“Talk to me.”
“I didn’t kill her, but I’m glad the bitch is dead.”
“Seriously, Sammy, I’m tired of this bullshit.”
“Oh, it’s not bullshit—it’s the truth.”
His hand floats up to his head, and he presses against his eye with the heel of it. It does that so much these days that he barely realizes it anymore. He barely even recognizes the pain behind his eye these days—just another habit that he has fallen into. It isn’t a constant ache, but it’s close. Stress makes it worse.
“It’s just you and I out here, Sam. Okay?”
“They send you out to get a confession?” She glares at the building. “Because I’m not confessing.”
The two of them are sitting out in the “yard.” Concrete basketball court, a couple of weight benches, and a few stainless steel picnic tables. Everything surrounded by brick and separated by fences. Even though he has only been out here for a few minutes, Jackson’s already beginning to feel uncomfortable. The air—the same air that he would be breathing if he was a hundred yards away, outside of the jail exercise yard—feels heavy in his lungs, giving him a feeling of claustrophobia.
“Would you chill with that paranoid bullshit? We’ve been best friends for over twenty years—when, in all that time, have I ever given you the impression that I would sell you out?”
“That time when we were four, and we drew all over the trash can with crayons—you turned over in like three seconds.”
“That was twenty-two years ago. And I hardly think that ratting you out for coloring on a trashcan rates with trying to get you to confess to a murder.”
She smiles at him. “It’s practically the exact same thing.” She glances at the pack of cigarettes on the table and then back at the building. “You sure they aren’t watching?”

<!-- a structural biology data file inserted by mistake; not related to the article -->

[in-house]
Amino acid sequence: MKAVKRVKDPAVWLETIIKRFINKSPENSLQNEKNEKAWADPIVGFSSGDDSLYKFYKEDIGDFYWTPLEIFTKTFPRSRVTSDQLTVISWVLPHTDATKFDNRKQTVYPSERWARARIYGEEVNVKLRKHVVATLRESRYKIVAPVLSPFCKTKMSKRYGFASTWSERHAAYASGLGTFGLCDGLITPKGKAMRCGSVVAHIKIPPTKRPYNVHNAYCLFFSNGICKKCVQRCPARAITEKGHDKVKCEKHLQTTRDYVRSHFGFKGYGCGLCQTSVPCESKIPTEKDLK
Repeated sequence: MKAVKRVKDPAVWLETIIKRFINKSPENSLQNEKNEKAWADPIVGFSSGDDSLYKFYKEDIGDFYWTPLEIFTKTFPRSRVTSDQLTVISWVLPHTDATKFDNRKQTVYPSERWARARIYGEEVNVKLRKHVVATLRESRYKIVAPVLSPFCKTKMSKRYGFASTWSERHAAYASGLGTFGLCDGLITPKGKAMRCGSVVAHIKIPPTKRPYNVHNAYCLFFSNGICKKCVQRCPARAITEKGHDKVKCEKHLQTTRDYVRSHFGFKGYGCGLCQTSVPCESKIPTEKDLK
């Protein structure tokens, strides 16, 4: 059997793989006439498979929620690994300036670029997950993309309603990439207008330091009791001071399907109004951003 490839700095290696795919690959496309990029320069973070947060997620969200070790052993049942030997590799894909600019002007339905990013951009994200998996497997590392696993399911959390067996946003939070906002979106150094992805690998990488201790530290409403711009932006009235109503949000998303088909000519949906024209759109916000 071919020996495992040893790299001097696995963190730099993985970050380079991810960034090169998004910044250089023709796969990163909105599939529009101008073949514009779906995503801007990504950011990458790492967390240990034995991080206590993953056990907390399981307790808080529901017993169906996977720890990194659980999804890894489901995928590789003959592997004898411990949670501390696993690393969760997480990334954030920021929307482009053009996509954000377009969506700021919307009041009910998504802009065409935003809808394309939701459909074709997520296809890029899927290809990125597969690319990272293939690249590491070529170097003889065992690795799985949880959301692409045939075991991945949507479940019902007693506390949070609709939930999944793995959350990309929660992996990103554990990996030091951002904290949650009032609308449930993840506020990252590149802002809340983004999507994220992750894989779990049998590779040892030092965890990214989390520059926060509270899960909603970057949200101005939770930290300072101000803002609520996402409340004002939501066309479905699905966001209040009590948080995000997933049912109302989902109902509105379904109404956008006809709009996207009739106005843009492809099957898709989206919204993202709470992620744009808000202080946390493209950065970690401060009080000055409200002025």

“Yeah. I had to tell Billy that you smoked, but he’s sworn to secrecy. He also said he would keep our mothers busy in his office for a while.”
“He doesn’t know what he’s getting himself into,” she says, picking up the pack of cigarettes.
“Of course he doesn’t.” He waits until she removes a cigarette, lights it for her, and then asks, “So what the hell?”
“What the hell, indeed. I don’t know what’s going on here, man, and it’s freaking my shit out.”
“You’re just a suspect right now, Sam.”
“That’s messed up.”
“Sure it is, but they had to question you. I mean, everyone in town knows how much you hate her.”
“I’m glad that bitch is dead.”
“For fuck’s sake, Sammy, knock that shit off! Seriously!”
“What? It’s the truth.”
He leans over and takes the cigarette out of her hand. He waits until she looks into his eyes before speaking again. “Samantha, you need to listen to me. I don’t give a shit about that, okay? Here’s the problem right now, and I need you to keep your mouth shut until I’ve fully explained it, okay?
“Everybody knows you hate her. The State guys are coming in for this one. State guys who don’t know you and don’t give a shit to know you. They start asking questions around town, everybody tells them how much you hated her. You’re obviously going to be a suspect. So Billy comes out to ask you some questions, so that when the Staties show up, he can say, ‘Yeah, sure, we know how she hated the victim, but we interviewed her, and she was clean.’ Except, instead of just answering their questions, you start all this shit about how you’re glad the bitch is dead. They had no choice but to bring you in. Do you understand that? Billy was just trying to help you.”